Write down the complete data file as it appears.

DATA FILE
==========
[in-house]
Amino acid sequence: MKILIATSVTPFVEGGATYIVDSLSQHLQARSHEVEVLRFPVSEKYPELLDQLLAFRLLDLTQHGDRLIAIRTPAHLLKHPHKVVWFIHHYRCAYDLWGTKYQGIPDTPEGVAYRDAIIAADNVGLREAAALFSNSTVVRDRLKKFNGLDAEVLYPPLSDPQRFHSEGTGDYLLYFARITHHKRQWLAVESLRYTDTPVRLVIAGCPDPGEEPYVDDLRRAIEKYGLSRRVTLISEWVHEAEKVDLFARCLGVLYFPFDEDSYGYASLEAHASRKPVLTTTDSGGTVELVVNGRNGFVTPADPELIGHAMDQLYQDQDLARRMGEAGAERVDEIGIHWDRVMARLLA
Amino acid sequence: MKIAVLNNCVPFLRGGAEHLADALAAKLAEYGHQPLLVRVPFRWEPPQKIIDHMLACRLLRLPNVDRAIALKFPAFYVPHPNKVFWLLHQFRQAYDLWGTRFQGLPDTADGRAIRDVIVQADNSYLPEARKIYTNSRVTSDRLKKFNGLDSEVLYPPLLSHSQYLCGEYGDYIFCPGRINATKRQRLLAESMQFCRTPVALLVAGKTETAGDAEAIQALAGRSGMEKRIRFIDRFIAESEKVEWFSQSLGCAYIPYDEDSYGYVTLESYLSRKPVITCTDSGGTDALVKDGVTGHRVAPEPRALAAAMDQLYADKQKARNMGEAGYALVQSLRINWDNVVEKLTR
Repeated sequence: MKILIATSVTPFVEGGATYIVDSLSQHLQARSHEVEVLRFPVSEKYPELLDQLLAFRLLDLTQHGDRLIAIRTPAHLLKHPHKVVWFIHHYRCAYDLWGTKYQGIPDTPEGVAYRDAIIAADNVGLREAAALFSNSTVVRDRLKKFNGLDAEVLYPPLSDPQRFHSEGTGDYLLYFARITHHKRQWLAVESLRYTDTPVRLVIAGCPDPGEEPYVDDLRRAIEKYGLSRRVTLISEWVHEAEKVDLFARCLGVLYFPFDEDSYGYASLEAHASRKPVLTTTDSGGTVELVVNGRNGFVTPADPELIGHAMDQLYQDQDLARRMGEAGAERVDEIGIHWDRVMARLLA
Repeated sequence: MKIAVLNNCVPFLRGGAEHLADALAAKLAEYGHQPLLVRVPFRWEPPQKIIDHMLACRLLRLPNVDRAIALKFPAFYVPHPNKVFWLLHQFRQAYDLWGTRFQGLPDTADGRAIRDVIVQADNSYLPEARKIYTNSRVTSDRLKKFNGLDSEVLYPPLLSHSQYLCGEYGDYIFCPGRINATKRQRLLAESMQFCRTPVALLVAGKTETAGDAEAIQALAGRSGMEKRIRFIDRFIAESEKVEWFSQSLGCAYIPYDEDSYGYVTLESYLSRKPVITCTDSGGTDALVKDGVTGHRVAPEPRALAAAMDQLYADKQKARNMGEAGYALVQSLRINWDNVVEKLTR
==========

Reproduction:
[in-house]
Amino acid sequence: MKILIATSVTPFVEGGATYIVDSLSQHLQARSHEVEVLRFPVSEKYPELLDQLLAFRLLDLTQHGDRLIAIRTPAHLLKHPHKVVWFIHHYRCAYDLWGTKYQGIPDTPEGVAYRDAIIAADNVGLREAAALFSNSTVVRDRLKKFNGLDAEVLYPPLSDPQRFHSEGTGDYLLYFARITHHKRQWLAVESLRYTDTPVRLVIAGCPDPGEEPYVDDLRRAIEKYGLSRRVTLISEWVHEAEKVDLFARCLGVLYFPFDEDSYGYASLEAHASRKPVLTTTDSGGTVELVVNGRNGFVTPADPELIGHAMDQLYQDQDLARRMGEAGAERVDEIGIHWDRVMARLLA
Amino acid sequence: MKIAVLNNCVPFLRGGAEHLADALAAKLAEYGHQPLLVRVPFRWEPPQKIIDHMLACRLLRLPNVDRAIALKFPAFYVPHPNKVFWLLHQFRQAYDLWGTRFQGLPDTADGRAIRDVIVQADNSYLPEARKIYTNSRVTSDRLKKFNGLDSEVLYPPLLSHSQYLCGEYGDYIFCPGRINATKRQRLLAESMQFCRTPVALLVAGKTETAGDAEAIQALAGRSGMEKRIRFIDRFIAESEKVEWFSQSLGCAYIPYDEDSYGYVTLESYLSRKPVITCTDSGGTDALVKDGVTGHRVAPEPRALAAAMDQLYADKQKARNMGEAGYALVQSLRINWDNVVEKLTR
Repeated sequence: MKILIATSVTPFVEGGATYIVDSLSQHLQARSHEVEVLRFPVSEKYPELLDQLLAFRLLDLTQHGDRLIAIRTPAHLLKHPHKVVWFIHHYRCAYDLWGTKYQGIPDTPEGVAYRDAIIAADNVGLREAAALFSNSTVVRDRLKKFNGLDAEVLYPPLSDPQRFHSEGTGDYLLYFARITHHKRQWLAVESLRYTDTPVRLVIAGCPDPGEEPYVDDLRRAIEKYGLSRRVTLISEWVHEAEKVDLFARCLGVLYFPFDEDSYGYASLEAHASRKPVLTTTDSGGTVELVVNGRNGFVTPADPELIGHAMDQLYQDQDLARRMGEAGAERVDEIGIHWDRVMARLLA
Repeated sequence: MKIAVLNNCVPFLRGGAEHLADALAAKLAEYGHQPLLVRVPFRWEPPQKIIDHMLACRLLRLPNVDRAIALKFPAFYVPHPNKVFWLLHQFRQAYDLWGTRFQGLPDTADGRAIRDVIVQADNSYLPEARKIYTNSRVTSDRLKKFNGLDSEVLYPPLLSHSQYLCGEYGDYIFCPGRINATKRQRLLAESMQFCRTPVALLVAGKTETAGDAEAIQALAGRSGMEKRIRFIDRFIAESEKVEWFSQSLGCAYIPYDEDSYGYVTLESYLSRKPVITCTDSGGTDALVKDGVTGHRVAPEPRALAAAMDQLYADKQKARNMGEAGYALVQSLRINWDNVVEKLTR